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Dala's Leaf buildthread (2015 Nissan Leaf)

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  • Dala
    replied
    Originally posted by Kaktus View Post
    Hi Dala, this is very fascinating it has to be said, even though it is mostly gibberish to me at the moment.... There's a crowd in my neighbouring town who have recently started giving week-long hands-on EV conversation classes that I'm considering signing up for next year where they show in detail how to go about converting an ICE car to EV.
    Highly recommend it! I actually held a guest lecture at the local university, talked about lithium batteries!

    So, here's something mechanical for a change. I noticed that this car had never had any proper periodic maintenance done on it. The service records in the book were empty! Let's remedy this.

    The only thing that is in the periodic maintenance intervals are brake fluid flushes and cabin filter replacements. That's it! Reading the service recommendations is a real eye opener on how cheap it is to operate an EV.

    I decided to upgrade the OEM DOT3 fluid to a DOT5.1 brakefluid.


    Bleeding the brakes on the Leaf is exactly the same as on any caliper equipped car. I flushed 1000ml brake fluid thru the system to guarantee that no DOT3 fluid would be left.


    Now I get to make the first stamp in the service book Since the weather is getting colder, I finished the job by putting on the winter tyres.

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  • Kaktus
    replied
    Hi Dala, this is very fascinating it has to be said, even though it is mostly gibberish to me at the moment.... There's a crowd in my neighbouring town who have recently started giving week-long hands-on EV conversation classes that I'm considering signing up for next year where they show in detail how to go about converting an ICE car to EV. This would be for covering all the basics, they also seemingly have follow-on courses for digging into CAN and all sorts of other black magic that comes with EV technology, so would definitely be both interesting and no doubt a steep learning curve for me.

    Leave a comment:


  • Dala
    replied
    After analyzing the data with XTM, we found out that the 2015 Leaf behaves very differently compared to the 2011 model. The 0x5BC message is sent with 100ms instead of 500ms, and internally it has two multiplexes that decides the content inside it.

    So to get the chargebars to move, you need to modify 0x5BC frame[2] bits4-7. The multiplex signal is inside frame[4] bits 0-3, which alternates between DEC 8/9. Here is a code snippet I used to test this out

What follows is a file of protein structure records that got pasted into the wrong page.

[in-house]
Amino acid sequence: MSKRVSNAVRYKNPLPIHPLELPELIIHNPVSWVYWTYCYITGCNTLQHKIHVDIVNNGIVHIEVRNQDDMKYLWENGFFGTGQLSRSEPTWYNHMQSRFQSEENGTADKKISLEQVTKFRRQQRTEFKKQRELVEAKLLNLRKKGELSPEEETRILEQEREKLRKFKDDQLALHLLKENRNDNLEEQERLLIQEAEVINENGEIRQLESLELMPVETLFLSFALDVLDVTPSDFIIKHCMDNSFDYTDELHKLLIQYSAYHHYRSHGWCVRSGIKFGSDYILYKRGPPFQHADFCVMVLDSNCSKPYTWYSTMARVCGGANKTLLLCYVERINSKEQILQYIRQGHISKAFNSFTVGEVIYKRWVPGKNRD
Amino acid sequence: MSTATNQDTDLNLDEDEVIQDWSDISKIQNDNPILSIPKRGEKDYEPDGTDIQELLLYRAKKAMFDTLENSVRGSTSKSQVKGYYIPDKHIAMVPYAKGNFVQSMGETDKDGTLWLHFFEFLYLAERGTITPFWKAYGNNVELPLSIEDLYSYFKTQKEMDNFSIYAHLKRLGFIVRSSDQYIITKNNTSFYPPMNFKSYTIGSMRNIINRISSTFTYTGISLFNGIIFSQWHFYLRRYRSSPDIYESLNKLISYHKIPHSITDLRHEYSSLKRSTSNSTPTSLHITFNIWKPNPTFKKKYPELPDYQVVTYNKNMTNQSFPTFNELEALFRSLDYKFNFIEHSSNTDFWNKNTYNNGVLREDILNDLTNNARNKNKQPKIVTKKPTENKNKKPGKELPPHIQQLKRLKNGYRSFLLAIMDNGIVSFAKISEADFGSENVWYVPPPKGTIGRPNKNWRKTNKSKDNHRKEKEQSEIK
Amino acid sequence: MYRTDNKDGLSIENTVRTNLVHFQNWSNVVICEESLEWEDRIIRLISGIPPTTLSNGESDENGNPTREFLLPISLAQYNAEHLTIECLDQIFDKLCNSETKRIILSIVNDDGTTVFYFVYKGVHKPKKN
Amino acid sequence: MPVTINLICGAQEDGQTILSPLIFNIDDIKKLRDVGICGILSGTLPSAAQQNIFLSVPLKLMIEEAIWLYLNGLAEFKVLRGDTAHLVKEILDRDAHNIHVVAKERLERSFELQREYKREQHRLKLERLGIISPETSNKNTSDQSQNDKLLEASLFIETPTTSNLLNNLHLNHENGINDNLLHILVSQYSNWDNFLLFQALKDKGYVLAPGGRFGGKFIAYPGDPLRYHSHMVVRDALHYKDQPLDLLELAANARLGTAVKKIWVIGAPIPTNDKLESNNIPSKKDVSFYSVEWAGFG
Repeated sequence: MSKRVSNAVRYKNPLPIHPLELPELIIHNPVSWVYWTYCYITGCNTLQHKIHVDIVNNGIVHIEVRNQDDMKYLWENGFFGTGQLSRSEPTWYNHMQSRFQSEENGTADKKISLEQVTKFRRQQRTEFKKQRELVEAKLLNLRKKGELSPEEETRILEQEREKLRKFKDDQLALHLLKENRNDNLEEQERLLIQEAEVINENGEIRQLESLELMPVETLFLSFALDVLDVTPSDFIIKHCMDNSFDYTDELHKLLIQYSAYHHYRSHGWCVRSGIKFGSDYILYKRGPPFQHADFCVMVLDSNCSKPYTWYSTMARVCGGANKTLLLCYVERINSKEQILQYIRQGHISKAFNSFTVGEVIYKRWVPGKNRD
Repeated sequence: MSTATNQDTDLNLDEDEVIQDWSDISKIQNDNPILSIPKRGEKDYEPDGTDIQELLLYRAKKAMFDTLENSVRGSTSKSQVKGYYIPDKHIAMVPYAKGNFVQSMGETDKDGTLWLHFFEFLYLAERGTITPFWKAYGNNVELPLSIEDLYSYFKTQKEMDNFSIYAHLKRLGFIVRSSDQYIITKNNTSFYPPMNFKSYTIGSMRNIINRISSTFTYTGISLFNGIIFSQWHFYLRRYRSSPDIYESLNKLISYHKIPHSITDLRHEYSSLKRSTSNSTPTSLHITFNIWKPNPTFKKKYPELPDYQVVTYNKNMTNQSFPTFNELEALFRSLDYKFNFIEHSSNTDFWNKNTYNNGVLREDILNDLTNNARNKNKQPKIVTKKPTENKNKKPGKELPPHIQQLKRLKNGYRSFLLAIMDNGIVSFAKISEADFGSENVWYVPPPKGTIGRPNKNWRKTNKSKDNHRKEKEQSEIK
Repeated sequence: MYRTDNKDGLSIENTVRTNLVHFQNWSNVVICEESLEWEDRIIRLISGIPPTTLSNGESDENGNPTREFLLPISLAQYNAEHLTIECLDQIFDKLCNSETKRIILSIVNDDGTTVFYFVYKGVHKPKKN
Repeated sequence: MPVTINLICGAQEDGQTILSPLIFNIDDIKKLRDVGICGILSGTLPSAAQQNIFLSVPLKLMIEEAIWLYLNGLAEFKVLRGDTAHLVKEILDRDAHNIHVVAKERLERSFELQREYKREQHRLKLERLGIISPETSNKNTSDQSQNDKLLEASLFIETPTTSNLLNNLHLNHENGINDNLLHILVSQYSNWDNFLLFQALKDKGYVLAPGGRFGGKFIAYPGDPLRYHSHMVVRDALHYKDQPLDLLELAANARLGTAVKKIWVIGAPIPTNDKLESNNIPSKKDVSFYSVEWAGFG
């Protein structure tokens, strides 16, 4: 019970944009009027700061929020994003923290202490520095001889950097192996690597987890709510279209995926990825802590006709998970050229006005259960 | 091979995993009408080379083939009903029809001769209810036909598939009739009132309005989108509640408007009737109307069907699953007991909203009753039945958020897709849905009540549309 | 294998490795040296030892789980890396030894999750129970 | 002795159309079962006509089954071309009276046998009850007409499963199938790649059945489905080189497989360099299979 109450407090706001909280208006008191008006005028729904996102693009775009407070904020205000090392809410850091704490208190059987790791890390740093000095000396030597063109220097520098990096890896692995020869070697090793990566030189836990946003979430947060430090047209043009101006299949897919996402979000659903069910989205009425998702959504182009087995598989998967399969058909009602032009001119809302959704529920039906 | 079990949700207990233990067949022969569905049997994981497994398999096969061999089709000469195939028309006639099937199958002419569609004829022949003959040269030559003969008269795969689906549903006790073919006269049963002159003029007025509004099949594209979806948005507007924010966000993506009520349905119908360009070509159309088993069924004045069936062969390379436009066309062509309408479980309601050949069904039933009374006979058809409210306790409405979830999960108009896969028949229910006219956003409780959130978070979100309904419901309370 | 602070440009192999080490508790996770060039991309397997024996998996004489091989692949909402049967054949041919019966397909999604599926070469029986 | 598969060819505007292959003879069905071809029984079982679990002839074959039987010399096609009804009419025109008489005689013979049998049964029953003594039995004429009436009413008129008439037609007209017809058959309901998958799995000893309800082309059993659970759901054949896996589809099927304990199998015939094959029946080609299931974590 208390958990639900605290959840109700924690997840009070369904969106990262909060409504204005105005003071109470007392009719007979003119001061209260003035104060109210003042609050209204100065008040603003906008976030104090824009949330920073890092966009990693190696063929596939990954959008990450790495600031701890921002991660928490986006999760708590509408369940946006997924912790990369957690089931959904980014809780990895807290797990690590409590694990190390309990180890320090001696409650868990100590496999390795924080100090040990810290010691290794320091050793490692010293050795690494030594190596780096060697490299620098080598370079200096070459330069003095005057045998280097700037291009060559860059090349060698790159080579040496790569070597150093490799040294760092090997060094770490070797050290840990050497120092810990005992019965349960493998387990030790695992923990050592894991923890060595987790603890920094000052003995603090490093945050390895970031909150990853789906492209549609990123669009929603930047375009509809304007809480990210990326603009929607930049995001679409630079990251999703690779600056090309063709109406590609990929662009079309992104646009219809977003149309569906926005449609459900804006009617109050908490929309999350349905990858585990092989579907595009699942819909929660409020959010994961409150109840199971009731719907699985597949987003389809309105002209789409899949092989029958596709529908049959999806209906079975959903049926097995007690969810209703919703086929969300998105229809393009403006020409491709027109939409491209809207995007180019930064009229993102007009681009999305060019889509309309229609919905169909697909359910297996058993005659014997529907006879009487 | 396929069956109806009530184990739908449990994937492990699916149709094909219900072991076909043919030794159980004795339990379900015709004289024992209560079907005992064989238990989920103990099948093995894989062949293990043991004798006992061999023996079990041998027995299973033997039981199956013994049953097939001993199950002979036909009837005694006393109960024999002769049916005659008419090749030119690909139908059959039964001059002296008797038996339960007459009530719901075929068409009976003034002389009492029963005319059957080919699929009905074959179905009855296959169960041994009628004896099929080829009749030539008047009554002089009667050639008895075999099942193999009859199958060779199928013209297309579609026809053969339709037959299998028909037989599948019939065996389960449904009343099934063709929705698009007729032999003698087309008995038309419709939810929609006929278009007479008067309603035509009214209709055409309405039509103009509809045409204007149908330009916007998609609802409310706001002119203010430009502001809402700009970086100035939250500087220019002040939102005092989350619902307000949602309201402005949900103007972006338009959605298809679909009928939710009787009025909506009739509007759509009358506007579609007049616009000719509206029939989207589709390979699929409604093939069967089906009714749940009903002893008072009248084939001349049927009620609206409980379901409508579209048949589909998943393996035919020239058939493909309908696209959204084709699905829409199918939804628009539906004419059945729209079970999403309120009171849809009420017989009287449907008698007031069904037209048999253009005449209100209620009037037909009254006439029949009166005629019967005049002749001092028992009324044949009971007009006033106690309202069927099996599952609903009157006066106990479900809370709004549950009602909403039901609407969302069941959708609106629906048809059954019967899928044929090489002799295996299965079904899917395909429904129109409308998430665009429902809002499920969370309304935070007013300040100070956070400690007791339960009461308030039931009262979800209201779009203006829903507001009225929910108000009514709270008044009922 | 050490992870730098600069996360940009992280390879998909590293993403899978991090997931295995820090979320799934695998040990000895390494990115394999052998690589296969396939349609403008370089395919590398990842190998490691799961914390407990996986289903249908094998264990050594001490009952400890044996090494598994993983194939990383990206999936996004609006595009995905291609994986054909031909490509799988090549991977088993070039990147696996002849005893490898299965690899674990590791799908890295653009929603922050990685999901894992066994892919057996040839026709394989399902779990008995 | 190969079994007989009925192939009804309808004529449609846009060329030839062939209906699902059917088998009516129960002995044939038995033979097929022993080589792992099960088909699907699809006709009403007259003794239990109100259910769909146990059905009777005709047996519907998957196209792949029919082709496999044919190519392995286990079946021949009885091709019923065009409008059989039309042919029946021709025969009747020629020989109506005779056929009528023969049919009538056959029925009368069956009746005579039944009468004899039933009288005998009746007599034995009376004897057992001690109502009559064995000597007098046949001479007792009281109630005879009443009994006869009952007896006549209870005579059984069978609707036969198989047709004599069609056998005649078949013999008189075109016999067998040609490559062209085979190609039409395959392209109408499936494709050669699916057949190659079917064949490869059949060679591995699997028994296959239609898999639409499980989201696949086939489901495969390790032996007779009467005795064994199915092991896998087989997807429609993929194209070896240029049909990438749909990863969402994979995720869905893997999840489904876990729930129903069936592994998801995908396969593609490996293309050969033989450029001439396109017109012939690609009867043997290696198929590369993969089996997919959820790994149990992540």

The end result can be seen here

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  • Dala
    replied
    I've almost cracked the final messages that I need to perfect the bruteforce swap. I thought it would be good to share this information how to reverse engineer CAN messages. There are many ways to do this, but here is my workflow.

    I started on the fine work already done by the community. There is a bunch of Nissan CAN message decodings already done, found in an excel here: https://docs.google.com/spreadsheets...uwg/edit#gid=0

    However, most of that information is related to early 2011-2012 ZE0 Leafs. So not all the information was applicable. Also keeping data in an excel document has its limits. So I downloaded Kvaser Database Editor 3, and started to create a proper CAN database that can be interpreted by engineering tools. Here is what that file looks like.


    Once the data is in a good format, you can more easily start to edit, format, test, playback logs etc. To analyze a CAN log-file, the workflow would be
    1.Drive the car, capture CAN data with CANrunner running on a laptop (EV-CAN)
    2.Get back in front of a computer, play back CAN data with CANrunner (on a virtual CAN channel)
    3.Open XTM, import the database.dbc file you made
    4.Start sniffing the virtual CAN channel, trend values, monitor etc.

    Here is what XTM looks like


    As you can see, decoding CAN is not some black art, only lots of manual work staring at numbers and writing down changes overtime

    Originally posted by cubic_nz View Post
    Are you sure you need to add another 120 Ohm resistor when you connect to the OBD2 port? Given the CAN system only requires a resistor at each end, and the network is complete without your connection, surely you are adding a third resistor and dropping the resistance between the lines to 40 Ohms, rather than the intended 60 Ohms?